But by the end of the day, the State Department released the administration’s most balanced statement: “We support the peaceful exercise of joint administration by the central and regional governments, consistent with the Iraqi Constitution, in all disputed areas. We are working with officials from the central and regional governments to reduce tensions, avoid further clashes, and encourage dialogue.”
The United States has troops “in the vicinity of Kirkuk,” including an undisclosed number of special operations forces, another Pentagon spokesman said. These troops are taking force-protection measures and staying out of the fight, the spokesman said. Manning said no U.S. forces are operating with or supporting any operations at Kirkuk at the moment. Coalition leaders at higher levels were urging Kurdish and Iraqi leaders to de-escalate, he said.
“Coalition forces are not playing a part in these ISF and Peshmerga movements around Kirkuk,” said Manning, in an email.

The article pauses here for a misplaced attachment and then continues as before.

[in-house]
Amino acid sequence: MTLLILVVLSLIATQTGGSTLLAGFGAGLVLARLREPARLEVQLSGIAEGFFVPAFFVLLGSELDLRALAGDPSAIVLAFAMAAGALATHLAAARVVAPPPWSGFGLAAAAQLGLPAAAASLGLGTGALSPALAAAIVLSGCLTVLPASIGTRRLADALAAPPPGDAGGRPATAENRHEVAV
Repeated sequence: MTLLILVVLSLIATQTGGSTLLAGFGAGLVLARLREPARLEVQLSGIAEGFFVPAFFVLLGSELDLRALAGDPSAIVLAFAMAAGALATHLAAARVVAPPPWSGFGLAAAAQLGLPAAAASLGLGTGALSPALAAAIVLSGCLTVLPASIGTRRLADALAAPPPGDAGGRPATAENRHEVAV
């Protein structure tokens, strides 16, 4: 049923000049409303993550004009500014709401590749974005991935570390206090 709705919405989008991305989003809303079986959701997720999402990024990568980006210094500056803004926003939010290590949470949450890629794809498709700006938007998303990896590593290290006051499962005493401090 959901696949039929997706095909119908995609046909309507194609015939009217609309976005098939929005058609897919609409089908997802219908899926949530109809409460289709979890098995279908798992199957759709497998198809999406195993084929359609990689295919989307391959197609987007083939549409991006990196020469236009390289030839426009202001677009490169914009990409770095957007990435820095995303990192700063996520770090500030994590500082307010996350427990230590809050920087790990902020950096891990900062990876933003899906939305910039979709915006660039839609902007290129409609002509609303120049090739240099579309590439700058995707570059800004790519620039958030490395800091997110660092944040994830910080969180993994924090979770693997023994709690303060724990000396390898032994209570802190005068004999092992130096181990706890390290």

But U.S. arms and gear is. News reports and social media posts from the region showed first-hand images and video of Iraqi forces using U.S.-provided tanks and other heavy weapons, which drew quick fire from Sen. John McCain, R-Ariz. “Make no mistake, there will be severe consequences if we continue to see American equipment misused in this way,” said the Senate Armed Services Committee chairman in one of the first statements out of Washington, hours before reporters elicited Trump’s short answer during his press conference. “I am especially concerned by media reports that Iranian and Iranian-backed forces are part of the assault. Iraqi forces must take immediate steps to de-escalate this volatile situation by ceasing their advances. The United States provided equipment and training to the Government of Iraq to fight ISIS and secure itself from external threats—not to attack elements of one of its own regional governments, which is a longstanding and valuable partner of the United States.”